Foley’s Tampa office and Managing Partner Mark Wolfson were featured in a Tampa Bay Business Journal
article, "How one Tampa law firm landed the state’s highest pro bono honor
," about their award-winning commitment to pro bono service.
The Tampa office was chosen to receive the 2019 Florida Chief Justice’s Law Firm Commendation for Pro Bono Service Award, which annually recognizes a firm that has made a significant contribution to the provision of pro bono legal services to individuals and organizations that otherwise cannot afford such services. Foley’s Tampa attorneys have performed nearly 6,000 hours of pro bono work on behalf of countless bay area clients and projects in the past few years, nearly a third of it through the Volunteer Lawyers Program of Bay Area Legal Services, which provides pro bono transactional legal assistance to nonprofit organizations that serve the poor.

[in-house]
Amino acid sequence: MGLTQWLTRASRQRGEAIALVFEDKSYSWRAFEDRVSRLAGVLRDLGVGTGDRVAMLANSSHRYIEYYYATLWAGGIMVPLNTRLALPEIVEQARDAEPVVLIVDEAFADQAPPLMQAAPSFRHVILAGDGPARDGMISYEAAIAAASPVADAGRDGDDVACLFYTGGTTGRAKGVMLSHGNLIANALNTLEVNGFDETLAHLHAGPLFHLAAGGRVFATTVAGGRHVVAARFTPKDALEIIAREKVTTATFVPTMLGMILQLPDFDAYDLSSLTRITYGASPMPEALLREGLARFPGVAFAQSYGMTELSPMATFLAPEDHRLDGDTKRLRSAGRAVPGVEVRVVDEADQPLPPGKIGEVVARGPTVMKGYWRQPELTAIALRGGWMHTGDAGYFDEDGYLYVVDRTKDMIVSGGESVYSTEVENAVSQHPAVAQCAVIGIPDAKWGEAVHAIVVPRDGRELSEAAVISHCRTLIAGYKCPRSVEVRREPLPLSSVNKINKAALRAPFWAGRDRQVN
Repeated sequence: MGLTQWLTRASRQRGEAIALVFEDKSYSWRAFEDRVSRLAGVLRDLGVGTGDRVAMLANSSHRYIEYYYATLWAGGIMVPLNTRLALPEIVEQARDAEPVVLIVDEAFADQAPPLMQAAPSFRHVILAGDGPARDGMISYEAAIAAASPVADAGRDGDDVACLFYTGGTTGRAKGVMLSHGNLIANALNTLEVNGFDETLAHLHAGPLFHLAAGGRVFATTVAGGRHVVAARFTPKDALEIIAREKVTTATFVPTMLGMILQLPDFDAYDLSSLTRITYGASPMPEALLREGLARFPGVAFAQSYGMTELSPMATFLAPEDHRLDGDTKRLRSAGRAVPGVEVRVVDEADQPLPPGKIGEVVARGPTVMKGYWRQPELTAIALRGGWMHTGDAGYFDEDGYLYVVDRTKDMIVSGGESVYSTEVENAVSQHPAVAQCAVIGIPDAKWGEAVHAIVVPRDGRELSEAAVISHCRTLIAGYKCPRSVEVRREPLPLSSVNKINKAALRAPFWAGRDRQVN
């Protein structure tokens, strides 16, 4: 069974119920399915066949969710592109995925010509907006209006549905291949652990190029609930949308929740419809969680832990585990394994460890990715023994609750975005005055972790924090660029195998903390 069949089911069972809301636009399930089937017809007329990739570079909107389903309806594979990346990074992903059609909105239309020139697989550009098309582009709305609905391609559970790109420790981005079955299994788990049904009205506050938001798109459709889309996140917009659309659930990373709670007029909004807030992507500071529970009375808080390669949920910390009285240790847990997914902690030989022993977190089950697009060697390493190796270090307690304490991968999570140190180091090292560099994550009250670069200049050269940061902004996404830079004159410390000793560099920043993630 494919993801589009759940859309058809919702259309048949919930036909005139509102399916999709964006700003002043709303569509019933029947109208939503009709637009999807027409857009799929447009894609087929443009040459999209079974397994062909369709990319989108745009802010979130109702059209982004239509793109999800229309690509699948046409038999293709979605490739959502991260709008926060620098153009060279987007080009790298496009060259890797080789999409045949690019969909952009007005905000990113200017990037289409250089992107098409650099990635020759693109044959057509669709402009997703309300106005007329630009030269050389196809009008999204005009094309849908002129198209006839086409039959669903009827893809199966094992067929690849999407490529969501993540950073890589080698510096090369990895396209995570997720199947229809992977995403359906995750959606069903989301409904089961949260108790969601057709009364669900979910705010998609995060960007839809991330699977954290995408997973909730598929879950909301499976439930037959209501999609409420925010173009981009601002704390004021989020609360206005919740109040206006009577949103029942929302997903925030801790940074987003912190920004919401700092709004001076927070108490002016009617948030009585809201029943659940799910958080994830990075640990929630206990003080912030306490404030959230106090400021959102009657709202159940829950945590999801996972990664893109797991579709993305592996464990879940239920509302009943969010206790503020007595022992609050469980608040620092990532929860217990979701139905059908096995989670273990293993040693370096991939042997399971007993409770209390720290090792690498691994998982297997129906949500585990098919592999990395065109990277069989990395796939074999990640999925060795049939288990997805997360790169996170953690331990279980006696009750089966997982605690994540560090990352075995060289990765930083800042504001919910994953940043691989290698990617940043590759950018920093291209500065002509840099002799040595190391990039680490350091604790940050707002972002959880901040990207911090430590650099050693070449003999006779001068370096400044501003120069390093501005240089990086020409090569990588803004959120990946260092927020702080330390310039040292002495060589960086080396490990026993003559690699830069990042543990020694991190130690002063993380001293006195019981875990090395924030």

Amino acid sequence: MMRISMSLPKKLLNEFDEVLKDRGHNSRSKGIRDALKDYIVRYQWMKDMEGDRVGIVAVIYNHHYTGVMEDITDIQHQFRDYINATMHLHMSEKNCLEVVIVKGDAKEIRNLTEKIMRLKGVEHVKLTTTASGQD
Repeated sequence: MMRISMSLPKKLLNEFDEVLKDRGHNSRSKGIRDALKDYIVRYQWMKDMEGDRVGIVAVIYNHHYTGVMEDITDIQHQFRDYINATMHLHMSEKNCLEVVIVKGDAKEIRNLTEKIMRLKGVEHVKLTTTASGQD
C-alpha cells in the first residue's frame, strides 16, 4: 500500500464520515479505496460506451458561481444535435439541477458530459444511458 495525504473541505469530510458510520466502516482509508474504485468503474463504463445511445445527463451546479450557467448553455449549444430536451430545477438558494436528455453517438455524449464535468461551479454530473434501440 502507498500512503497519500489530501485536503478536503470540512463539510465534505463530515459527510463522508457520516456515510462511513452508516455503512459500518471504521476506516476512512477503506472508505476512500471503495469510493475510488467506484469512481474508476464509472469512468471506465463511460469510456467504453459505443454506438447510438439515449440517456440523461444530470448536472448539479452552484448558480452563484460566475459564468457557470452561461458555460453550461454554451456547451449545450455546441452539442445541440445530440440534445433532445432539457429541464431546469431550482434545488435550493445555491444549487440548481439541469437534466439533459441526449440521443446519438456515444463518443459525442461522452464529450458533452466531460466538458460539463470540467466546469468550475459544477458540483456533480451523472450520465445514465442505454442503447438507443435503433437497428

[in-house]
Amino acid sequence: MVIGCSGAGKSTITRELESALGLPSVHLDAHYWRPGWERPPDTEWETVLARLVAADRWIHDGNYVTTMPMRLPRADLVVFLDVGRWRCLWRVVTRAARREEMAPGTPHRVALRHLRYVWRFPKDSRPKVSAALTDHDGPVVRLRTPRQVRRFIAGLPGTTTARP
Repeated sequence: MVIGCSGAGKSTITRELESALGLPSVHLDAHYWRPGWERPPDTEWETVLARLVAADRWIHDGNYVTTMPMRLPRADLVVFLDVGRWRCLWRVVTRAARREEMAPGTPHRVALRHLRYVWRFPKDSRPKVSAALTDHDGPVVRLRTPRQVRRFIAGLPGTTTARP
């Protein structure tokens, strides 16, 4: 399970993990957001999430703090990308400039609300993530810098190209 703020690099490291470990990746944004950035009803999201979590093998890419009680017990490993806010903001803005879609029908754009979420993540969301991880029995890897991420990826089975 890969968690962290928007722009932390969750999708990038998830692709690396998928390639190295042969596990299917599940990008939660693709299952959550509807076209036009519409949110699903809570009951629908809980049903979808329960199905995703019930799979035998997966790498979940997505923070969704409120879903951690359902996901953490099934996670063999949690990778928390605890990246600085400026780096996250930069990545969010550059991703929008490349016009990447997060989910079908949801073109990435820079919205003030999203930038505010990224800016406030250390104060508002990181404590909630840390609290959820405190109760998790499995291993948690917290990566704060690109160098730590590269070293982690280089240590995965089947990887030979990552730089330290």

Wolfson spoke of his – and the firm’s – legendary commitment to pro bono during a Feb. 7, 2019, ceremony at the Florida Supreme Court in Tallahassee, Fla., where he accepted the award on behalf of his Tampa colleagues from Chief Justice Charles T. Canady.
Wolfson said the firm encourages its lawyers to do more pro bono work by allowing them to log some of their donated time as billable hours. One-hundred percent of the firm’s lawyers participate in some form of pro bono service.
“We’re committed to [pro bono] as a law firm because it’s part of our culture,” he said.
Wolfson said every hour of pro bono work a lawyer does contributes to the administration of justice and benefits the entire state. It also gives new attorneys valuable experience in different aspects of the law and teaches them to have greater empathy for their clients.
“That’s how every lawyer should treat a pro bono client, “ he said. “No different than their million-dollar client. The same empathy, same respect, same consideration.”
Wolfson said there are many ways lawyers can contribute to their communities. But while financial contributions to worthy causes are important, he said, “directly and positively impact[ing] the life of someone less fortunate “ is among the most rewarding.